"Another issue is the choice of materials. As you march down the decades from the 1950s, the materials-of-choice for finishing the exterior are more and more materials not found in nature...After the 1980s, there is a distinct acceleration in the use of vinyl for practically everything. The vinyl clapboards, soffits, window-surrounds, et cetera, are often little more than stapled onto the house. And naturally they begin to sag and pull apart instantly. After twenty-odd years of that you end up with a house that looks like a birthday present wrapped by a five-year-old."

Current litigation is following the trajectory of rapid decline Kunstler chronicles. Currently, residents of a Desert Hot Springs slurb have formed a united front and brought a class-action suit against the builder of their project, because their "homes" are falling apart after two years of being lived in and subjected to the baking heat and gritty winds of a desert hilltop.

People tend to dismiss Kunstler because he's been predicting the decline and fall of Slurbia for years, during which time it has only continued to metastisize. But that decline and fall will come, and the rising costs of fuel will be the shot to the heart of this odious carcinogenic enterprise. Many residents of Hemet and Murietta commute to Los Angeles for work. As the price of gas reaches, then exceeds four dollars a gallon, the sustainability of more new suburbs, located further and further away from the center must certainly collapse, and the unfortunate residents of Slurbia will be forced to move to where the work is, and abandon the now nearly-worthless houses which they are still paying large mortgages for.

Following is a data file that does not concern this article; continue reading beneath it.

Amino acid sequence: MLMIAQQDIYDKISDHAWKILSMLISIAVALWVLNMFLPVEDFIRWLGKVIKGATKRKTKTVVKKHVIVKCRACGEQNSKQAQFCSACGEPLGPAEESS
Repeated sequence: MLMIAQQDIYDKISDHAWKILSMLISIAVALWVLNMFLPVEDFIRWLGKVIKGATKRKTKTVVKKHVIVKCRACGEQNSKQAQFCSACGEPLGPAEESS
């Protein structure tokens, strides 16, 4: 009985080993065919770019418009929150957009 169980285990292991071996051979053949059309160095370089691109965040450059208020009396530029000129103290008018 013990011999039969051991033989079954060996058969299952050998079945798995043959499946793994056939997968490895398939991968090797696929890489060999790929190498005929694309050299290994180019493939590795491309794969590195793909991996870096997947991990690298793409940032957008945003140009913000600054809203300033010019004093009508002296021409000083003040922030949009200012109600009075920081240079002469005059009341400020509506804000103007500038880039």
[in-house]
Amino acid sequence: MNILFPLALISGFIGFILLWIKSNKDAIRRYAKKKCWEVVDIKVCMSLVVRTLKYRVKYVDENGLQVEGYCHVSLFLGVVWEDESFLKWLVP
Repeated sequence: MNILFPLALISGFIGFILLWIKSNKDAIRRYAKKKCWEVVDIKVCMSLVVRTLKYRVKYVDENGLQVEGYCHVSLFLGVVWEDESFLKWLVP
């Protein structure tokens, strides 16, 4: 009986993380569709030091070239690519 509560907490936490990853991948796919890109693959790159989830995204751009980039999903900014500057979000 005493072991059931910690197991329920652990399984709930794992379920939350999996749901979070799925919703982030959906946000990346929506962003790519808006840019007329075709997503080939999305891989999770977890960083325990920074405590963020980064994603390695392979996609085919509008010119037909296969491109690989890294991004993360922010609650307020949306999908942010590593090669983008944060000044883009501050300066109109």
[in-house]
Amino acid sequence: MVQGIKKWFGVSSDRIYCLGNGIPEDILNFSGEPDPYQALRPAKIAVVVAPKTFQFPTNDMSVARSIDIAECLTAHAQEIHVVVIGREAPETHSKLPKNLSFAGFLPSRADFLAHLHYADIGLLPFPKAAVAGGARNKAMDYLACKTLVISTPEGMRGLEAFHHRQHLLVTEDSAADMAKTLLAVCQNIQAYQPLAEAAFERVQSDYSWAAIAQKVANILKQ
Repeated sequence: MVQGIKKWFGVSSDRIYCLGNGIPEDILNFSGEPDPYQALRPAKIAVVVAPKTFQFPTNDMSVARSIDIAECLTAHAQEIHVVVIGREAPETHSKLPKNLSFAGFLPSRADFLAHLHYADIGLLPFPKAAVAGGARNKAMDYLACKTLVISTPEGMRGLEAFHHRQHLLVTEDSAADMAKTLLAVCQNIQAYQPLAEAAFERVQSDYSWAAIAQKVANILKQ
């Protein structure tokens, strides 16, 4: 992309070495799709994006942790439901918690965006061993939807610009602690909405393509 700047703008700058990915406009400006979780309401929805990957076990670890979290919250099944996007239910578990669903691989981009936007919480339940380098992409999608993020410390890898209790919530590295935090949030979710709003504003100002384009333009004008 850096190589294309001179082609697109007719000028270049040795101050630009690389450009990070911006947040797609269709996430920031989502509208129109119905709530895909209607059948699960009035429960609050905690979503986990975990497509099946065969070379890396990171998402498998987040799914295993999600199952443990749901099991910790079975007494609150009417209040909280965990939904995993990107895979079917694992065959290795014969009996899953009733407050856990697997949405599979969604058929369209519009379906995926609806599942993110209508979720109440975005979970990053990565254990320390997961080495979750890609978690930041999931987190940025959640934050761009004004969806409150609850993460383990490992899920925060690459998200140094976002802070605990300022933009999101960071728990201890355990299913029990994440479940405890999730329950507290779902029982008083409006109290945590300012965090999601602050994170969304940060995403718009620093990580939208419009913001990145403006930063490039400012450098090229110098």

And what will be the ultimate fate of the beige subdivisions of Slurbia?

Thursday, January 02, 2014

sam berdino

First published on Catboxx August 27, 2007.

Its proper name is San Bernardino, and once upon a time it was an all-American city. But people who grew up there call it San Berdino, or Sam Berdino, or sometimes just Samberdino, and today it's an all-American mess.

What makes this sunny, smoggy city of 200,000 or so such a fascinating study is its prototypical decay. Sam Berdino has declined much in the same way as most of the rest of America has, at the same rate, and over the same period. Its illnesses -- pollution, a shrinking tax base, a dying downtown, the eclipse of agriculture and collapse of key industries, petroleum dependency, and a widening gap between a small, rich elite and the increasingly nonwhite and non-English-speaking mass of workers, their dependents, and other assorted hangers-on -- typify the malaise afflicting the U.S. as a whole.

If citizens of our country once considered the U.S.A. paradise on earth, then Sam Berdino was big "P" Sam Paradiso. When local merchants the Harris family opened their massive, palatial department store at Third and "E" Streets in 1927, the springtime air in Sam Berdino was heavy with the syrupy fragrance of orange blossoms wafting from the thousands of acres of groves surrounding this gorgeous town of 35,000. The white, heavily-ornamented Harris Building, as beautiful as it was prosperous, was a source of pride to the community as well as one of its primary economic mainstays, much as similar independent, family-owned community department stores all over the country were during the half century between 1925 and 1975.

Twenty years after the opening of Harris's masterpiece, another local Sam Berdino business took a great leap forward, one which carried with it extraordinary cultural, gastronomic, and nutritional significance for the entire country. In 1948 the brothers Maurice and Richard McDonald decided their barbecue restaurant at 16th and "E" needed something to set it apart from the other cheap eateries downtown and hatched an original idea. They called it the "Speedee Service System," and their new McDonald's Restaurant was an overnight sensation. The birth of fast food did not go unremarked by other entrepreneurs, one of whom, Glen Bell, began opening taco stands featuring the McDonald brothers' instant service system. His fast-food mini-empire culminated with the appearance of the first Taco Bell in Downey in 1962.